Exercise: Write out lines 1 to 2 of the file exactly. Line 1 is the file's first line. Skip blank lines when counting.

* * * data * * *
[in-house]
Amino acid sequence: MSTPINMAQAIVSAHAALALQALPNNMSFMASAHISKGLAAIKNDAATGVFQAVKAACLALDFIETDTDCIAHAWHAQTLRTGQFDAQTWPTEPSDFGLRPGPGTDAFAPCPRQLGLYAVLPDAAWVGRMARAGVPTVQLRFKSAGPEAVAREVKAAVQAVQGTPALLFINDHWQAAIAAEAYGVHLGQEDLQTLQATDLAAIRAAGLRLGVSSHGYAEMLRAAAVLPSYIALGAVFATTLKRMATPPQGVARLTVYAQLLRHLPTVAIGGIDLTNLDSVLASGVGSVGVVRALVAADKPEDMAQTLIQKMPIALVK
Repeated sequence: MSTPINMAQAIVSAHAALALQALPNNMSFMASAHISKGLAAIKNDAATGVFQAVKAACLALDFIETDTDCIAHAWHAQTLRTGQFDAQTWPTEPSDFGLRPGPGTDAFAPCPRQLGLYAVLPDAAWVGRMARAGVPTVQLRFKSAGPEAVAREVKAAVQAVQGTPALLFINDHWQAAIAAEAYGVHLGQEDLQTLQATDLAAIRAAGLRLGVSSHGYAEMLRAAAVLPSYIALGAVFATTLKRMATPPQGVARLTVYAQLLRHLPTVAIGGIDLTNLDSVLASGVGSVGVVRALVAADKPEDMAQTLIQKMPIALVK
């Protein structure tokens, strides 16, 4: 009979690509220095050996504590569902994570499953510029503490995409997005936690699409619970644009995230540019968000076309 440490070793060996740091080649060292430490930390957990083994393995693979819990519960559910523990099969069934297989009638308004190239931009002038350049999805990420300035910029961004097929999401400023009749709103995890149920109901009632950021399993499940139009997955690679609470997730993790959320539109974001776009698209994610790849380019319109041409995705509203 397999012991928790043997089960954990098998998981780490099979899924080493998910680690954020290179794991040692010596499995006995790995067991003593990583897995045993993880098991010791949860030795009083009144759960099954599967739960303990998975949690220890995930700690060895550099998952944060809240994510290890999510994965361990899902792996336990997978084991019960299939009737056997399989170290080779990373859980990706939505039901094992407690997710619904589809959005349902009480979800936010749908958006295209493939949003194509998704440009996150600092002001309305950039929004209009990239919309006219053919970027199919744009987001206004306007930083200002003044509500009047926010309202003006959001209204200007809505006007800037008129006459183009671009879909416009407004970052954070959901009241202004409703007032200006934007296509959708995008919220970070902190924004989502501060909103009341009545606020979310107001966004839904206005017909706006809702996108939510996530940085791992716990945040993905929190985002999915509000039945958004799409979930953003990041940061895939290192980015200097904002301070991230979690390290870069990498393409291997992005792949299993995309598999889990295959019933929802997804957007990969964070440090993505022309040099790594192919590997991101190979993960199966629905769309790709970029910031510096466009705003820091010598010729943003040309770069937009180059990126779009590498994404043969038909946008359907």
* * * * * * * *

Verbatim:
[in-house]
Amino acid sequence: MSTPINMAQAIVSAHAALALQALPNNMSFMASAHISKGLAAIKNDAATGVFQAVKAACLALDFIETDTDCIAHAWHAQTLRTGQFDAQTWPTEPSDFGLRPGPGTDAFAPCPRQLGLYAVLPDAAWVGRMARAGVPTVQLRFKSAGPEAVAREVKAAVQAVQGTPALLFINDHWQAAIAAEAYGVHLGQEDLQTLQATDLAAIRAAGLRLGVSSHGYAEMLRAAAVLPSYIALGAVFATTLKRMATPPQGVARLTVYAQLLRHLPTVAIGGIDLTNLDSVLASGVGSVGVVRALVAADKPEDMAQTLIQKMPIALVK